Decided May 14, 1929.
Appeal from Clark Circuit Court.
J.W. CAMMACK, Attorney General, WM. J. BAXTER and JESSE D. KASH for appellant.
GARDNER K. BYERS and HERBERT H. MOORE for appellee.
Certifying the law.
This is an appeal for a certification of the law. Sarah Thacker was indicted on the charge of having in her possession intoxicating liquors, and the indictment charged a previous violation of the law and a conviction. At the conclusion of the evidence the trial court instructed the jury to acquit the defendant, and the commonwealth, believing that the instruction was erroneously given, appealed so that the law may be certified for the future guidance in the trial of such cases.
We find little in the record upon which to base a certification of the law. Counsel for Thacker state, in their brief, that the trial court based his ruling in sustaining the motion for a directed verdict on one ground, while the Attorney General states, in his brief, that it was on another ground. The Attorney General thus states the question for determination: "There is only one question to decide in this case and that is did the court err in admitting parol evidence to determine the truth or falsity of the affidavit upon which the search warrant was issued, and after hearing said proof gave a peremptory instruction to find the defendant not guilty."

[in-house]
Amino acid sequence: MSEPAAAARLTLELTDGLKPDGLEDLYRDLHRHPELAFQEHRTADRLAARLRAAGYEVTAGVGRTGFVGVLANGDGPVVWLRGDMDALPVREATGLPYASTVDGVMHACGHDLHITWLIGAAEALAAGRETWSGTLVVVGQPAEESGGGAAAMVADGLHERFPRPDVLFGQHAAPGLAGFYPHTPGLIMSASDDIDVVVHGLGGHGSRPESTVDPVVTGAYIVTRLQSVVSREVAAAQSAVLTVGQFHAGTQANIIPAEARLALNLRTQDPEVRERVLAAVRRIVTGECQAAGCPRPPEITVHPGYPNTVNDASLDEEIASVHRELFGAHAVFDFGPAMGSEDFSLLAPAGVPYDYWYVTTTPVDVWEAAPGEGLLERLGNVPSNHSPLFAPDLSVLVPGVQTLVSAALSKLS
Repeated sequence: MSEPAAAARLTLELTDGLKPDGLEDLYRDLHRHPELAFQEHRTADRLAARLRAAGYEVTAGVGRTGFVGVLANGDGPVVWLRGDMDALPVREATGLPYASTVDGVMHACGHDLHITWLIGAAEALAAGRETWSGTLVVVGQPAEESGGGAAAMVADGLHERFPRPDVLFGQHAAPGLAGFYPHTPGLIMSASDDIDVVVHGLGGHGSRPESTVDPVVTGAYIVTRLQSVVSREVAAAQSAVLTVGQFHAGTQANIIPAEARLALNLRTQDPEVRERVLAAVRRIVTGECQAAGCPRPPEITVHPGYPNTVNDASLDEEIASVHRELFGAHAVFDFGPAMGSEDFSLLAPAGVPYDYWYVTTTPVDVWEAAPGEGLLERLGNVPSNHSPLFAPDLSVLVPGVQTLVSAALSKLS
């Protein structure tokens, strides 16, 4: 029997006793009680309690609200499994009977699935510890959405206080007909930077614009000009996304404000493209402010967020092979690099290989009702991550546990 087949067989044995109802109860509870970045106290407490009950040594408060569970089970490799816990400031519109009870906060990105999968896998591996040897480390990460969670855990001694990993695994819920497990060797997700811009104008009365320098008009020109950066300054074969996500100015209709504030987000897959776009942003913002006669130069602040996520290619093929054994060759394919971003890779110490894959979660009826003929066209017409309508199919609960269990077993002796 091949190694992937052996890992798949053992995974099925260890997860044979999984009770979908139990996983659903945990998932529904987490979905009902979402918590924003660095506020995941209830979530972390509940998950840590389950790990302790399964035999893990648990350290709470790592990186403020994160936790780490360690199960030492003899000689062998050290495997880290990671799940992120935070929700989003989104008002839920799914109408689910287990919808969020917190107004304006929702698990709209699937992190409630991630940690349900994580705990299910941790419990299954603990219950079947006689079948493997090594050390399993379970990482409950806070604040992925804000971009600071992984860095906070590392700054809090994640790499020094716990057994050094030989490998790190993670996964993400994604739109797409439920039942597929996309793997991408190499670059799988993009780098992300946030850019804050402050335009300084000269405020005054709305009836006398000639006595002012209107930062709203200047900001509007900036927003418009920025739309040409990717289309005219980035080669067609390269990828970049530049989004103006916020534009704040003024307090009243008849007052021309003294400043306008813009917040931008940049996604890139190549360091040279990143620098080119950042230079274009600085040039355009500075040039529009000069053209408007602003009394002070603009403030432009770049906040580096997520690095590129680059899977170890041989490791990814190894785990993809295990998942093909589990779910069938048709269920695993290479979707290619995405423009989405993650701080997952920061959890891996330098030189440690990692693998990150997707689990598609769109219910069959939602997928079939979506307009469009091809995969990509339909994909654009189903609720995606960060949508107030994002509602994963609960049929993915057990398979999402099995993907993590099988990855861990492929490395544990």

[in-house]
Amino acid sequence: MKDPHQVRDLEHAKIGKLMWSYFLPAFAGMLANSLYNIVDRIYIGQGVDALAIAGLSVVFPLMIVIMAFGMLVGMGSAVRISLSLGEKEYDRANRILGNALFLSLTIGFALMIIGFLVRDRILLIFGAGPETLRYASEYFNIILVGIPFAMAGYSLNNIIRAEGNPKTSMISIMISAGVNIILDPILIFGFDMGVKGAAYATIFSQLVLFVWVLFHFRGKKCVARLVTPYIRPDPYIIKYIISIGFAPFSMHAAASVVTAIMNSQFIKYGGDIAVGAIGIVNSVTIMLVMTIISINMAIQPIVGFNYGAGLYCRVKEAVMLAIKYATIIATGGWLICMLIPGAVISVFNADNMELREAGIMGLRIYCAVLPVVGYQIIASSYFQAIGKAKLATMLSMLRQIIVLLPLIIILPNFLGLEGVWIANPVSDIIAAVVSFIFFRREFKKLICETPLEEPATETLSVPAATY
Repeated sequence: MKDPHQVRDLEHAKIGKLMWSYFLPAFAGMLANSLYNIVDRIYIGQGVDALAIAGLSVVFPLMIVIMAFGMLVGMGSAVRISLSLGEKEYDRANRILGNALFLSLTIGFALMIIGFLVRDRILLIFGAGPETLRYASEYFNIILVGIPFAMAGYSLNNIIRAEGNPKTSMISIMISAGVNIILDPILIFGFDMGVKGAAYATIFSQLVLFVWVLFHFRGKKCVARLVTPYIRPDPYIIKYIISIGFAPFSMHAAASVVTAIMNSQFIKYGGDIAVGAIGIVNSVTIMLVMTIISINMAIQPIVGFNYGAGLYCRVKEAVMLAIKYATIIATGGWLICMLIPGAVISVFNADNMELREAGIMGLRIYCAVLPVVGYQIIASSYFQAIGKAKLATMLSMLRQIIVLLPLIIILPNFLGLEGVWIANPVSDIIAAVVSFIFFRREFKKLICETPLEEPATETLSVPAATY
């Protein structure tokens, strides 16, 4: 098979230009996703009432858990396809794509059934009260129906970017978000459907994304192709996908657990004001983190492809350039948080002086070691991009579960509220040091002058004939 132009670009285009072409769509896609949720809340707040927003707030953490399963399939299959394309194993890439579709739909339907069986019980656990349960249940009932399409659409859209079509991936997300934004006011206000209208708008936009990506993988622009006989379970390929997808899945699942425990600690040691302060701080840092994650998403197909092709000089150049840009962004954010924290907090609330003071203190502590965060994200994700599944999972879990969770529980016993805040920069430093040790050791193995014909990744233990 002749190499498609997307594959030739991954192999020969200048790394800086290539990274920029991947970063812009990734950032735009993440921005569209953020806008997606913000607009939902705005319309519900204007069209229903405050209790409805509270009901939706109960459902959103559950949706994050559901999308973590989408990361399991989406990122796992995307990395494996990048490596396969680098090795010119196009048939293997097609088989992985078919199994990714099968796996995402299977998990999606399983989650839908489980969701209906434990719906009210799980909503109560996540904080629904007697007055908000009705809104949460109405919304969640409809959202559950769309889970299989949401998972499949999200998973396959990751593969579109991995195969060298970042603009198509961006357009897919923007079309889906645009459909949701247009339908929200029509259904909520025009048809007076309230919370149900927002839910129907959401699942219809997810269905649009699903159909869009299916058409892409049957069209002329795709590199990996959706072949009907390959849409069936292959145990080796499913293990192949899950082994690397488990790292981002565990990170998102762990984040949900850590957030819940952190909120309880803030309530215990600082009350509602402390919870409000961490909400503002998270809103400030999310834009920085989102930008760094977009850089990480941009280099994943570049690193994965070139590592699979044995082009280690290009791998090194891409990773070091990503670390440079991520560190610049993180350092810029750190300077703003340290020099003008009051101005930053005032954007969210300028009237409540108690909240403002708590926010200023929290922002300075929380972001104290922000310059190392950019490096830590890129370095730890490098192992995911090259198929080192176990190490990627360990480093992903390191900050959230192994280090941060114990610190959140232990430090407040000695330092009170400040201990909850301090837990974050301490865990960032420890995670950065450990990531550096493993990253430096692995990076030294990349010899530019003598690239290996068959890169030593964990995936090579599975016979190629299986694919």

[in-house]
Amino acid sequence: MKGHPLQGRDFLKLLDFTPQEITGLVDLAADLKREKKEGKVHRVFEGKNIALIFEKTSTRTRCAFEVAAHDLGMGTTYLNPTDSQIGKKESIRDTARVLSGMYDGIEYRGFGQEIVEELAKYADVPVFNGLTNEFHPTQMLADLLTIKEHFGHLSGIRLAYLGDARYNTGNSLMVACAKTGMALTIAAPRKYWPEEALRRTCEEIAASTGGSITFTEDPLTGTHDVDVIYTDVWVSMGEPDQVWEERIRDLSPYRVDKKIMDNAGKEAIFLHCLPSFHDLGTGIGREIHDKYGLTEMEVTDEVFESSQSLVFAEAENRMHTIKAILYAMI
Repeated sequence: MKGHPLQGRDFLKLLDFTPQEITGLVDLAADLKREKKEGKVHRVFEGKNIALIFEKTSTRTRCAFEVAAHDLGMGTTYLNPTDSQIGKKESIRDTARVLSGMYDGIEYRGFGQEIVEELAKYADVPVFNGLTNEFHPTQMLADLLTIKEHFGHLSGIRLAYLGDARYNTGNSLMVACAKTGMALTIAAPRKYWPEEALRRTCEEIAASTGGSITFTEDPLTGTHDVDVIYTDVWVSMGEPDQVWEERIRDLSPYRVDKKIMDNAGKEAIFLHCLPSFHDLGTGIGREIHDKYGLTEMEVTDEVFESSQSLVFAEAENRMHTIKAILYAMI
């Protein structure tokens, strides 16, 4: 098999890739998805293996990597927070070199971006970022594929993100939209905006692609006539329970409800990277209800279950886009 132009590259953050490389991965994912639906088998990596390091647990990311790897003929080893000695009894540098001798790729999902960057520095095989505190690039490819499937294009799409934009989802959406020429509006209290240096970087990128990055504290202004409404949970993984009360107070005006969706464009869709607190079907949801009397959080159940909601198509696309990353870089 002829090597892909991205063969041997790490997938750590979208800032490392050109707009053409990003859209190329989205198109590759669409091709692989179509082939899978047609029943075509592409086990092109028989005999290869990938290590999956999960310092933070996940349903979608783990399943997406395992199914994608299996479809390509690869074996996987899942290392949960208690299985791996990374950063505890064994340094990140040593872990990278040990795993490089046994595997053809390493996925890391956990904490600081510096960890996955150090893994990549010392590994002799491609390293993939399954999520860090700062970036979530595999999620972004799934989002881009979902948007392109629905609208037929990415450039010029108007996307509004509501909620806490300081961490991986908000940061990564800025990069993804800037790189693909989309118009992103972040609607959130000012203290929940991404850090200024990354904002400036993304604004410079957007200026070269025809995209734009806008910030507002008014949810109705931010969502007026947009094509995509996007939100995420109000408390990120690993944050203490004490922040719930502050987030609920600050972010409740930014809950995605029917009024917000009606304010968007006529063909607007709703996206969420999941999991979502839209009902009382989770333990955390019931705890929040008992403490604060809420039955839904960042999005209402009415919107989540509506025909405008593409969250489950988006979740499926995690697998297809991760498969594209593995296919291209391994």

Counsel for Thacker thus state the question for determination: "It is respectfully submitted that this is not at all the question to be decided in this appeal (referring to question as stated by attorney general). This court has frequently held that the affidavit and search warrant cannot be collaterally attacked and we may concede that the evidence heard on the question of the sufficiency of the supporting affidavit was incompetent. The real question in this case is whether or not the affidavit was sufficient on its face."
Counsel for appellee having conceded that the law is as contended by the Attorney General on the point raised by the Attorney General, we might end the opinion by stating that the law is as agreed upon by counsel on both sides. When a search warrant is valid on its face, and when the affidavit forming the basis of the issuance of the search warrant is sufficient on its face, the truth of the affidavit cannot be inquired into. On the trial of the case evidence may not be received which shows, or tends to show, that the facts are not as stated in the affidavit. Walters v. Commonwealth, 199 Ky. 182, 250 S.W. 839; Head v. Com., 199 Ky. 222, 250 S.W. 848; Smee v. Com., 199 Ky. 488, 251 S.W. 622; Bowen v. Com., 199 Ky. 400, 251 S.W. 625; Alvey v. Com., 199 Ky. 658, 251 S.W. 856; Wagner v. Com., 199 Ky. 821, 251 S.W. 1021.
It is well established that in order to sustain a search warrant the affidavit upon which it is based must contain a positive statement of the ultimate facts authorizing the search, and if the affidavit does not contain such a statement of ultimate facts, it is insufficient to establish reasonable cause for the issuance of the warrant. Walters V. Com., supra. We do not know whether the affidavit under consideration on the trial of this case below was sufficient, and we have no way to determine as it is not in the record.